Ten Qualities of Lord Rama – Part 4

Jaya Sri Ram! As we enter into the auspicious ten days of the Dasara, which will culminate in the Vijayadashami, the day of victory of Good, represented by Lord Rama over the Evil-Ravana; we bring you a series of narrations from Ramayana, describing ten transcendental qualities of Lord Ramachandra, one for every day of the Dussehra.

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Quality 4: Lord Rāma, the most Adored

The epitome of the word adoration unarguably is Rāma. The epic of Rāmāyaṇa gracefully narrates the impact of Rāma’s exile. The excellently captured raw emotions and sentiments of the common man describe the adoration Rāma had earned for himself.


After Rāma accepted the exile, the adoration for him started pouring out, from his family to the officials and the holy sages. Furious Daśaratha asked Kaikeyī, to disappear from his sight saying he couldn’t stay in her presence and he would instead follow Rāma to the forest. As soon as, these words were uttered huge cry rose up.

A palace which always had joyous sounds emanating out of it had been left out with the sound of only agonizing cries.

Witnessing all of these, the king’s intimate friend Sumantra was berserk. With his eyes blazing with wrath; wringing his hands and grinding his teeth, he warned Kaikeyī to renounce her evil aim. If Rāma didn’t become the king, then no pious man would remain in the kingdom. Tears flowed from the old minister’s eyes as he spoke.

Vasiṣṭha, the holy sage who loved Rāma and Sītā as his children, was overwhelmed by distress. He could not stand and watch as They departed while the hard-hearted Kaikeyī looked on gleefully. The sage in grief said that the forest would become the capital of the world. Indeed, the entire state of Kośala and Ayodhyā would leave along with Rāma. The sage blazed with anger, appearing like a smokeless fire.

Public adoration 

Without paying heed to the ongoing scene, Rāma along with his wife and brother set out for the exile. The disheartened king then ordered the safe escort of his dearest ones to the forest.

Sumantra took up the reins of the horses and urged them forward. As it passed down the royal highway, the people assembled were stunned with sorrow. Both old-young, male-female, alike rushed towards the chariot as thirsty men would rush toward the water in the desert. Clinging to the sides and the back of the chariot they looked up at Sumantra, calling out to drive it slow as they wished to see their Rāma a little longer.

As they advanced along the road, many plunged in sorrow at seeing their beloved prince leaving, they lamented in various ways.

Some praised Rāma for his obedience to His father’s word. Some citizens condemned the king, whom they felt had been gripped by some evil spirit. Rāma’s qualities were evident to all; his compassion, learning, gentleness, sense control and mental peace—all were ever visible in that noble prince.

They were pained, just like the tree with all its fruits and flowers is hurt when its root is damaged. They wanted to give up their homes and villages and live with the pious Rāma in the forest.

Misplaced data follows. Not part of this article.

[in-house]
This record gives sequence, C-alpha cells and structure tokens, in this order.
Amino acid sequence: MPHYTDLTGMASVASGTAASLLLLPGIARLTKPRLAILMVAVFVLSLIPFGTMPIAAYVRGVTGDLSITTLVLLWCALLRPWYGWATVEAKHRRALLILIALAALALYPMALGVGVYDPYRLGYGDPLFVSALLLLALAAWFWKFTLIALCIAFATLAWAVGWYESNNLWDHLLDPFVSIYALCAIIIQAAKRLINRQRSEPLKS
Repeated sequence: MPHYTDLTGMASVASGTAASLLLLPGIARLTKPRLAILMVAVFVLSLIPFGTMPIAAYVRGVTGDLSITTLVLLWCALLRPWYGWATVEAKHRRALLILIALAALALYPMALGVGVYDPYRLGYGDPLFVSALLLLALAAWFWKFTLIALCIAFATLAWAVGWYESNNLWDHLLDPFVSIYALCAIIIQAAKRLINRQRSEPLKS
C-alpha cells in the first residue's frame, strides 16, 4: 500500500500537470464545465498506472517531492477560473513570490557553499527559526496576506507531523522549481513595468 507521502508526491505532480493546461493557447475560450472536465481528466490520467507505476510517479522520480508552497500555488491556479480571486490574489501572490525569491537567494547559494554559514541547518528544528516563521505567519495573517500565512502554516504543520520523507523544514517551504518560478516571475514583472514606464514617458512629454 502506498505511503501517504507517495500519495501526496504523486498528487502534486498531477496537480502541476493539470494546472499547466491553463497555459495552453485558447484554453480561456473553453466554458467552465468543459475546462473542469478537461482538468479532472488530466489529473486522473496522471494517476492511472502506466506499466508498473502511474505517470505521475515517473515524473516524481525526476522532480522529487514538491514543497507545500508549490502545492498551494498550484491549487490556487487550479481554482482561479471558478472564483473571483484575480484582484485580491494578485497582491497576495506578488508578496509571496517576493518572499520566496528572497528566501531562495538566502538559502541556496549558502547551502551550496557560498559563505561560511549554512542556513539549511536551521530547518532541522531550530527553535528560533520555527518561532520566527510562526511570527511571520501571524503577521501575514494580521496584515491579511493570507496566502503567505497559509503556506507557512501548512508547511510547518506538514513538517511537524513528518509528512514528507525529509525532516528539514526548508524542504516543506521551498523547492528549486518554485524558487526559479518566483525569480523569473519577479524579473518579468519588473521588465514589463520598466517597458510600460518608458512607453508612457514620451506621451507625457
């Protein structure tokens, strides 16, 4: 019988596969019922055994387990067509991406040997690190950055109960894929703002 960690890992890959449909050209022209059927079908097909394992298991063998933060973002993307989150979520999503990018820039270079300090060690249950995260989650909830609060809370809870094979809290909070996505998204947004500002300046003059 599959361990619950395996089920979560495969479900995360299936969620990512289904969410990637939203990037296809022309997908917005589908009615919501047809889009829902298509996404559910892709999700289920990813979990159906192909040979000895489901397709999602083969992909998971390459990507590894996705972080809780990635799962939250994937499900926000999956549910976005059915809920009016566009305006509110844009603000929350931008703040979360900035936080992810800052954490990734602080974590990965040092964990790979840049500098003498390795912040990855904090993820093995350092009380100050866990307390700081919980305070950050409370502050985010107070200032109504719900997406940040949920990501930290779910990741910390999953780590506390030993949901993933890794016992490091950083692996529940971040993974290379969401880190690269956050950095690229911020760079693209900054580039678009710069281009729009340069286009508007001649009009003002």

They would abandon the city and the forest, would become a city and Ayodhyā a forest. Everyone angrily cursed Kaikeyī again and again. Yelling at Kaikeyī and asking her rule over a deserted kingdom, bereft of its people. They wished to share all of Rāma’s joys and sorrows. All of them would go with Rāma. They followed him.

Rāma tried hard to make the people turn back, but they would not return. The more Rāma showed His determination to stick to the path of righteousness and truth, the more the people desired to have Him as their ruler. It was as if Rāma and Lakṣman, by the cords of Their virtuous qualities, had bound the people and were dragging them along.

As dusk approached, Rāma fell asleep. Lakṣman stayed awake, guarding His brother. Nearby He could see the many fires lit by the people who were following Rāma toward the forest.

In the middle of the night, Rāma awoke and spoke with His brother and planned to leave the forest, since the people would not listen to them and continue following them. Throwing them off their trail, they went off.

As the dawn approached, in the camp, the sound of numerous birds rose the citizens and they soon discovered, that Rāma and His party had left. They were shocked and began to lament loudly. They condemned the sleep for having stolen Rāma from them. They would meet their end by fasting until death. Seeing big logs of dry woods, some of them suggested they pile up the wood to make a funeral pyre and immediately enter it.

When they returned without Rāma, the city became desolate and devoid of all happiness. Ayodhyā seemed at that time to be like the sky bereft of the moon. Everywhere its citizens, shed tears and all of them felt like giving up their lives. No one rejoiced on any occasion, even when coming upon unexpected fortune or seeing the birth of a firstborn son. Merchants did not display their merchandise, nor did the goods even seem attractive. Householders did not cook food, and the household deities were neglected.

The adoration of Rāma was such that, some started praising Lakshmana as the only virtuous man in the world who could follow Rāma to the forest to serve Him. The glorious and ever-truthful Rāma was their only shelter. All the people remained in their own homes, thinking only of Rāma.